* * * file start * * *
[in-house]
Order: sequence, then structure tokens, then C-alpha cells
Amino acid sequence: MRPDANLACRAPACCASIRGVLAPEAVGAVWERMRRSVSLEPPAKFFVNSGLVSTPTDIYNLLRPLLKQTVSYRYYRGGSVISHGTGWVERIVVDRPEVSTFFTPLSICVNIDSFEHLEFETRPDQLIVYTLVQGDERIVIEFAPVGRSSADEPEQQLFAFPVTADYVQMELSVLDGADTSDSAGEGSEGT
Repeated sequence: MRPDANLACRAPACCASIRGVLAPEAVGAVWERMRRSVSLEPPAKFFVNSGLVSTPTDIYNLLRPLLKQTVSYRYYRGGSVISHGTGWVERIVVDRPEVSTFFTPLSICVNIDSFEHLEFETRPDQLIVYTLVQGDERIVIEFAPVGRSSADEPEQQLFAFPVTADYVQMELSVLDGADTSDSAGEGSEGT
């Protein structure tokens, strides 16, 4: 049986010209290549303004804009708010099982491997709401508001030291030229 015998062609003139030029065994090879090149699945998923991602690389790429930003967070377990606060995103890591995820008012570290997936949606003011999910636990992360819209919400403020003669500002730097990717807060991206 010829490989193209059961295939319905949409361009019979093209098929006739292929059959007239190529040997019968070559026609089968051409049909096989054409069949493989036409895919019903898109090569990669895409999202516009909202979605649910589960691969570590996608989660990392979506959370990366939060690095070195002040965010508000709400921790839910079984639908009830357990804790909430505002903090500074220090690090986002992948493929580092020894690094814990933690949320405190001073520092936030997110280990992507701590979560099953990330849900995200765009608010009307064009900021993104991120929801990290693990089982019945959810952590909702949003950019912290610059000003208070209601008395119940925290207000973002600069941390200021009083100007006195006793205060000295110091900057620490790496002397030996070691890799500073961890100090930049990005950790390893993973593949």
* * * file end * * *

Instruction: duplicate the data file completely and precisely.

[in-house]
Order: sequence, then structure tokens, then C-alpha cells
Amino acid sequence: MRPDANLACRAPACCASIRGVLAPEAVGAVWERMRRSVSLEPPAKFFVNSGLVSTPTDIYNLLRPLLKQTVSYRYYRGGSVISHGTGWVERIVVDRPEVSTFFTPLSICVNIDSFEHLEFETRPDQLIVYTLVQGDERIVIEFAPVGRSSADEPEQQLFAFPVTADYVQMELSVLDGADTSDSAGEGSEGT
Repeated sequence: MRPDANLACRAPACCASIRGVLAPEAVGAVWERMRRSVSLEPPAKFFVNSGLVSTPTDIYNLLRPLLKQTVSYRYYRGGSVISHGTGWVERIVVDRPEVSTFFTPLSICVNIDSFEHLEFETRPDQLIVYTLVQGDERIVIEFAPVGRSSADEPEQQLFAFPVTADYVQMELSVLDGADTSDSAGEGSEGT
């Protein structure tokens, strides 16, 4: 049986010209290549303004804009708010099982491997709401508001030291030229 015998062609003139030029065994090879090149699945998923991602690389790429930003967070377990606060995103890591995820008012570290997936949606003011999910636990992360819209919400403020003669500002730097990717807060991206 010829490989193209059961295939319905949409361009019979093209098929006739292929059959007239190529040997019968070559026609089968051409049909096989054409069949493989036409895919019903898109090569990669895409999202516009909202979605649910589960691969570590996608989660990392979506959370990366939060690095070195002040965010508000709400921790839910079984639908009830357990804790909430505002903090500074220090690090986002992948493929580092020894690094814990933690949320405190001073520092936030997110280990992507701590979560099953990330849900995200765009608010009307064009900021993104991120929801990290693990089982019945959810952590909702949003950019912290610059000003208070209601008395119940925290207000973002600069941390200021009083100007006195006793205060000295110091900057620490790496002397030996070691890799500073961890100090930049990005950790390893993973593949």